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Stingers and Lubavitch boys spread the love of baseball

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(Limmud Centre's Facebook account photo)

Baseball filled the air every Sunday afternoon this spring in Montreal’s Nelson Mandela Park. Members of the Concordia Stingers baseball team Zane Monk, Stefan Brady and head coach Howie Schwartz were not training with professional athletes, but instead coaching boys from Montreal’s Lubavitch community.

The baseball program was created by Devorah Feldman, executive director of Limmud Centre, a home-schooling community centre she founded three years ago that enables boys in the Lubavitch community to have access to a strong, well-rounded secular education without compromising their religious values.

The school’s model is based on providing the highest quality of concentrated learning at low cost through community collaborations. With support from the larger Jewish community and private donors, the school’s methods have been so successful that Feldman and her team have decided to bring sports into the mix sooner than expected.

“Creating a sports department has always been part of our goals, but our priority was to first master our academic curriculum. With all of our classes meeting and exceeding curriculum and surpassing the government requirements for home-schoolers, we decided to focus on sports and physical education,” says Feldman.

Players in Mosquito and Peewee levels met with the Stingers weekly for two-hour sessions consisting of an hour of intense clinics followed by a game. The season wrapped up on June 17 with a BBQ celebration.

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The Stingers training method is the same used by professional players, says Schwartz, a clinical psychologist by trade who has been working specifically with athletes, including the Expos, and as a consultant for Major League Baseball since 1990. Though he has been around the sport since childhood, Schwartz says he was amazed by the progression of the kids from Limmud Centre. “I’ve been around the game for 60 years and I’ve not seen such a rapid expansion of talent and improvement since the beginning,” says Schwartz. “There is a lot of hand-eye co-ordination to learning the game of baseball and these kids are actually doing it at a very high rate of frequency.” He notes that most boys in the program had little to no knowledge of baseball at the beginning of the season and credits their progression to a high level of motivation. “There is no exception in this case, these kids all want to be there.”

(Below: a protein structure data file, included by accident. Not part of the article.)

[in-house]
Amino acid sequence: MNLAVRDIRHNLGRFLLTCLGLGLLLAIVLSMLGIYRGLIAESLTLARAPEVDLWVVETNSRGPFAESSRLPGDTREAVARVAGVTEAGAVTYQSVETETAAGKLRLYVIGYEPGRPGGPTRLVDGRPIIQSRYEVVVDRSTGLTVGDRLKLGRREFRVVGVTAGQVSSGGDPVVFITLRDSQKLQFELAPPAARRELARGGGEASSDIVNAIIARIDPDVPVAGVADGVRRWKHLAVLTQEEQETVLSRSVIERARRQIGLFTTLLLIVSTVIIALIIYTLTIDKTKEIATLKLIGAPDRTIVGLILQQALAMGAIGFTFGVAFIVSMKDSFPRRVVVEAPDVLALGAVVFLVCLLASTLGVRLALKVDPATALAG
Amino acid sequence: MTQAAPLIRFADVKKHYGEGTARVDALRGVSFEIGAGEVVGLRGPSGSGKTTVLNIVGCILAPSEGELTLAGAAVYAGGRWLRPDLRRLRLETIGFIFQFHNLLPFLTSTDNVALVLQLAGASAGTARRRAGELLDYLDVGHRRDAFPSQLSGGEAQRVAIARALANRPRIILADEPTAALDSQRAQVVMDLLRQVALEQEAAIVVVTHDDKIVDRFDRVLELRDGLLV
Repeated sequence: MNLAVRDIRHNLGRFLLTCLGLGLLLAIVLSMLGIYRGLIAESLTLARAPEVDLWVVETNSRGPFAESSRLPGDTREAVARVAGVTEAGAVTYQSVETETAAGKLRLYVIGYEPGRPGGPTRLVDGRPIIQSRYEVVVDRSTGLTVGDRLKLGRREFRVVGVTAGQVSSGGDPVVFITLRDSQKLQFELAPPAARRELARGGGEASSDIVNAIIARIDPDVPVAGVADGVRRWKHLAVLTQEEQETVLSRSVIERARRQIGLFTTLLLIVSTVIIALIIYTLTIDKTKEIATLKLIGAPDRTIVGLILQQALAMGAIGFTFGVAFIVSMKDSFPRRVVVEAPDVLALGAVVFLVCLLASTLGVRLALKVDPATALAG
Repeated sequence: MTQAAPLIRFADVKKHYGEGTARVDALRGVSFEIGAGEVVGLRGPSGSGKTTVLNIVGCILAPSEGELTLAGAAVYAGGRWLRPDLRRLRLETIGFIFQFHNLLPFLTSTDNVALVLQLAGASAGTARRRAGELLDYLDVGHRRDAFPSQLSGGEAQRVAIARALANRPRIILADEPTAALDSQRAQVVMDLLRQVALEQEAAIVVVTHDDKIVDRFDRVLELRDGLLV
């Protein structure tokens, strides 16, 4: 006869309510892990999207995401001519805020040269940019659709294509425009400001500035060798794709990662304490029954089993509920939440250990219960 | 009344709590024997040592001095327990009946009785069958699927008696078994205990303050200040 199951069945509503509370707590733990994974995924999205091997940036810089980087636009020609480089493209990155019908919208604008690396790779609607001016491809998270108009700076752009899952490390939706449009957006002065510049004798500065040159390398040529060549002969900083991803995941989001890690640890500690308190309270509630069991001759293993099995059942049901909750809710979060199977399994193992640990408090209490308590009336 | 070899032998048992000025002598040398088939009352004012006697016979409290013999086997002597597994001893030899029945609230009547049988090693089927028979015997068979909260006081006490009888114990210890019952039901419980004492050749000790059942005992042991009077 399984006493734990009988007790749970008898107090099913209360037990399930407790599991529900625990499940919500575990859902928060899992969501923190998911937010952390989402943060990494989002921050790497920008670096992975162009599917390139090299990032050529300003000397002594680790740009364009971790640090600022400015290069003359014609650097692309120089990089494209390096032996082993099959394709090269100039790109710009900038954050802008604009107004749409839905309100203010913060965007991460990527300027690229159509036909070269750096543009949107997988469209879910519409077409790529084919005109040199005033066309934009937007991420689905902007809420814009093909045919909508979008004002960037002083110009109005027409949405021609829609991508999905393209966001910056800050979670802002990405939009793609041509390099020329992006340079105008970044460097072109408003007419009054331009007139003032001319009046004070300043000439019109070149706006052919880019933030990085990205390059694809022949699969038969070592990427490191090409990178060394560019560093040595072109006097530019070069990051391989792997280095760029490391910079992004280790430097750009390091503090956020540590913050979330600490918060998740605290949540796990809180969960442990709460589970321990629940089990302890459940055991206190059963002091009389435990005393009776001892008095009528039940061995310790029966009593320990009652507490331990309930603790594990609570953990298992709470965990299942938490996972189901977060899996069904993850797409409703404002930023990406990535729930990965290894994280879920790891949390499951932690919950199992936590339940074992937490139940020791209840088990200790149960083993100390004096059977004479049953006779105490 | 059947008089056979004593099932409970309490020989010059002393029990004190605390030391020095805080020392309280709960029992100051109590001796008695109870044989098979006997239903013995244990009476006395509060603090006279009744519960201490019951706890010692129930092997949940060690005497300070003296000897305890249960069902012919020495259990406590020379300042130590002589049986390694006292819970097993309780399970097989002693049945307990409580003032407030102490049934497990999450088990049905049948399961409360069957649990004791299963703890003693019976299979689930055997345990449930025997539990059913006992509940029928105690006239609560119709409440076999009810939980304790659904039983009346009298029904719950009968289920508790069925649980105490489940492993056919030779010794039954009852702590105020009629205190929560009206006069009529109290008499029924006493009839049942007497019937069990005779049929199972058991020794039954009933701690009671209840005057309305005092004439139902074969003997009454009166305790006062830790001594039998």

Her students’ success is no surprise to Feldman who says that they have been able to learn all their subjects at a very fast pace. “We’re really trying to offer our students everything in the most professional way and we’re trying to achieve the most in the least amount of time,” she says. “Working with the best in the field with the Stingers fits our model beautifully. We just took our ideology and applied it to baseball.”

Sara Diament’s two boys, aged 7 and 11, are enrolled in the program and she is thrilled to be able to provide them with organized sport. “It’s been run very professionally and they have definitely gained a lot of skills,” she says. “It is fun and it keeps them engaged. It also teaches them different aspects of teamwork and important life lessons.” From a religious standpoint, she says, this program also enables her boys to play without having to worry about missing Shabbat games. “Here everyone is in the same boat, which really helps.”

Feldman hopes to expand the program with the Stingers next year to create a league open to all boys in the larger Jewish community who want to play inclusive baseball without any religious, financial, or ability restrictions.

For Schwartz and his Stinger coaches, working with Limmud Centre has been very rewarding. “The baseball program is nothing different than we would teach anyone else. The kids that make up this program are the ones that make it amazing.